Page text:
of each of their assets. A common mathematical model is to assume that the current

value y is related to the age x of the asset by a linear equation. A moving company buys

a 40-foot van with a useful lifetime of 5 years. After x months of use, the value y, in

Âdollars, of the van is estimated by the linear equation

y = 25,000 – 400x.

(a)

(b)

(c)

(d)

SOLUTION

Draw the graph of this linear equation.

What is the value of the van after 5 years?

When will the value of the van be $15,000?

What economic interpretation can be given to the y-intercept of the graph?

(a) The y-intercept is (0, 25,000). To find the x-intercept, set y = 0 and solve for x.

0 = 25,000 – 400x

y

dollars

(0, 25,000)

(62.5, 0)

Figure 6

x (months)

Set y = 0.

400x = 25,000

Add 400x to both sides.

x = 62.5

Divide both sides by 400.

The x-intercept is (62.5, 0). The graph of the linear equation is sketched in Fig. 6.

Note how the value decreases as the age of the van increases. The value of the

van reaches 0 after 62.5 months. Note also that we have sketched only the portion of the graph that has physical meaningânamely, the portion for x between

0 and 62.5.

1.1 Coordinate Systems and Graphs

5

(b) After 5 years (or 60 months), the value of the van is

y = 25,000 – 400(60) = 25,000 – 24,000 = 1000.

Since the useful life of the van is 5 years, this value represents the salvage value of

the van.

(c) Set the value of y to 15,000, and solve for x.

15,000 = 25,000 – 400x

400x + 15,000 = 25,000

400x = 10,000

x = 25

Set y = 15,000.

Add 400x to both sides.

Subtract 15,000 from both sides.

Divide both sides by 400.

The value of the van will be $15,000 after 25 months.

(d) The y-intercept corresponds to the value of the van at x = 0 monthsâthat is, the

Now Try Exercise 41

initial value of the van, $25,000.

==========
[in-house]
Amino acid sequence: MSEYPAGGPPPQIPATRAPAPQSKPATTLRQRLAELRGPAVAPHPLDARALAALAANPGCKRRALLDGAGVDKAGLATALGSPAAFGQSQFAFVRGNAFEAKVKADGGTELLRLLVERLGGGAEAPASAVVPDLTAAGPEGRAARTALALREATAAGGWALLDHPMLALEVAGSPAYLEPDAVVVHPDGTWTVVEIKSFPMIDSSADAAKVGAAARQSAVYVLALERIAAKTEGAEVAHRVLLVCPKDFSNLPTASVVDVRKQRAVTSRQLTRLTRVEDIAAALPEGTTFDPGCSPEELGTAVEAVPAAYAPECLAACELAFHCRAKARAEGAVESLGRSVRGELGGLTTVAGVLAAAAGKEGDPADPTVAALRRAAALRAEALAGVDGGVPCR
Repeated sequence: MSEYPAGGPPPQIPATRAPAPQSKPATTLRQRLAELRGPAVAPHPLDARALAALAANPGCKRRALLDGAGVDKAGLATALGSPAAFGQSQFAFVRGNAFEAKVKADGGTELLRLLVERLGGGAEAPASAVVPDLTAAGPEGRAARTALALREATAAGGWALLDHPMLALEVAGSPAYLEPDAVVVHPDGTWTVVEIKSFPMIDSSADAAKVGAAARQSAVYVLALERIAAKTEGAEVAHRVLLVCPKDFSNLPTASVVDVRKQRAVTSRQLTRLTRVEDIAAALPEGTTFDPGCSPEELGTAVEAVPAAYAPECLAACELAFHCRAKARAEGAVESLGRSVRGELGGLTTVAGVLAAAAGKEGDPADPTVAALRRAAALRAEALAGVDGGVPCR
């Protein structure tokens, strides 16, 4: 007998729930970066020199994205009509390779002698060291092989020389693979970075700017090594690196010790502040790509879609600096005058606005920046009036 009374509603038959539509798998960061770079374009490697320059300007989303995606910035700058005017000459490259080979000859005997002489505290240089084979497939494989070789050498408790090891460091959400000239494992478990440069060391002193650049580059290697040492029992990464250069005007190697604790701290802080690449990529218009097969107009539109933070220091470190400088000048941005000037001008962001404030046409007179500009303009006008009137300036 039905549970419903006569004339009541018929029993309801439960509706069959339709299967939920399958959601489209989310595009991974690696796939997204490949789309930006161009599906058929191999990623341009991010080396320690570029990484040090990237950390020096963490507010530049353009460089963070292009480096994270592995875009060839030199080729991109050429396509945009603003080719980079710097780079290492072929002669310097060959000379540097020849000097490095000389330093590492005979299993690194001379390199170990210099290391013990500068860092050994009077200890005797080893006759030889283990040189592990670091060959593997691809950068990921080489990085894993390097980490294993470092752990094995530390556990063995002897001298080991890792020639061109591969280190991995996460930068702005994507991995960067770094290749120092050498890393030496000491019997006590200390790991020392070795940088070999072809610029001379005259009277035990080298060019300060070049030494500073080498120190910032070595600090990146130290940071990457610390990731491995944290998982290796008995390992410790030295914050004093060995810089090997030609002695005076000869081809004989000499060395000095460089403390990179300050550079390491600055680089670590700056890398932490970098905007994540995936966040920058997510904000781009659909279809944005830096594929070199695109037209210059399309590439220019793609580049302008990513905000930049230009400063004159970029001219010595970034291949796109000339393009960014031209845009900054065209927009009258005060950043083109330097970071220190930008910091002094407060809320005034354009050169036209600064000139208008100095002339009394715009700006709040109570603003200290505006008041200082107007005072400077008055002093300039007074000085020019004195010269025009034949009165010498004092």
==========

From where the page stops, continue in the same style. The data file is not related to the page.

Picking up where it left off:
INCORPORATING

TECHNOLOGY

Appendix B contains instructions for TI-84 Plus calculators. (For the specifics of

other calculators, consult the guidebook for the calculator.) The appendix shows

how to obtain the graph of a linear equation of the form y = mx + b, find coordinates

of points on the line, and determine intercepts. Vertical lines can be drawn with the

Vertical command from the draw menu. To draw the vertical line x = k, go to the

Â ertical, type in the value of k,

home screen, press 2nd [draw] 4 to display the word V

and press ENTER .

Appendix D contains an introduction to Wolfram | Alpha.

Straight lines can be drawn with instructions of the following forms:

plot ax + by = c; plot y = ax + b; plot x = a

If a phrase of the form for x from x1 to x2 is appended to the instruction, only the portion

of the line having x-values from x1 to x2 will be drawn.

An equation of the form ax + by = c, with b â 0, can be converted to the form

y = mx + b with the instruction solve ax + by = c for y.

The intercepts of an equation can be found with an instruction of the form intercepts

[equation]. An expression in x can be evaluated at x = a with an instruction of the form

evaluate [expression] at x = a. For instance, the instruction

evaluate 2500 â 400x at x = 5

gives the result 500.

Check Your Understanding 1.1

Solutions can be found following the section exercises.

2. Is the point (4, -7) on the graph of the linear equation

2x – 3y = 1? Is the point (5, 3)?

1. Plot the point (500, 200).

EXERCISES 1.1

In Exercises 1â8, plot the given point.

1. (2, 3)

2. ( -1, 4)

5. ( -2, 1)

6. ( -1, – 52 )

3. (0, -2)

4. (2, 0)

7. ( -20, 40)

8. (25, 30)

6

chapter 1 Linear Equations and Straight Lines

y

38. Which of the following equations is graphed in Fig. 9?

(a) x + y = 3âââ(b) y = x – 1âââ(c) 2y = x + 3

Q

y

1

x

1

(5, 4)

P

(1, 2)

Figure 7

x

9. What are the coordinates of the point Q in Fig. 7?

10. What are the coordinates of the point P in Fig. 7?

In Exercises 11â14, determine whether the point is on the graph of

the equation -2x + 13 y = -1.

11. (1, 3)

12. (2, 6)

13.

( 12, 3 )

( 13, -1 )

14.

In Exercises 15â18, each linear equation is in the form y = mx + b.

Identify m and b.

15. y = 5x + 8

16. y = -2x – 6

17. y = 3

18. y = 23 x

In Exercises 19â22, write each linear equation in the form

y = mx + b or x = a.

19. 14x + 7y = 21

20. x – y = 3

21. 3x = 5

22. – 12 x + 23 y = 10

In Exercises 23â26, find the x-intercept and the y-intercept of each line.

23. y = -4x + 8

24. y = 5

25. x = 7

26. y = -8x

In Exercises 27â34, graph the given linear equation.

5

2

27. y = 13 x – 1

28. y = 2x

29. y =

30. x = 0

31. 3x + 4y = 24

32. x + y = 3

33. x =

– 52

34.

1

2x

–

1

3y

= -1

35. Which of the following equations describe the same line as the

equation 2x + 3y = 6?

(a) 4x + 6y = 12

(b) y = – 23 x + 2

(c) x = 3 – 32 y

2

(d) 6 – 2x – y = 0 (e) y = 2 – 3 x

(f) x + y = 1

36. Which of the following equations describe the same line as the

equation 12 x – 5y = 1?

(a) 2x – 15 y = 1

(b) x = 5y + 2

(c) 2 – 5x + 10y = 0

(d) y = .1(x – 2)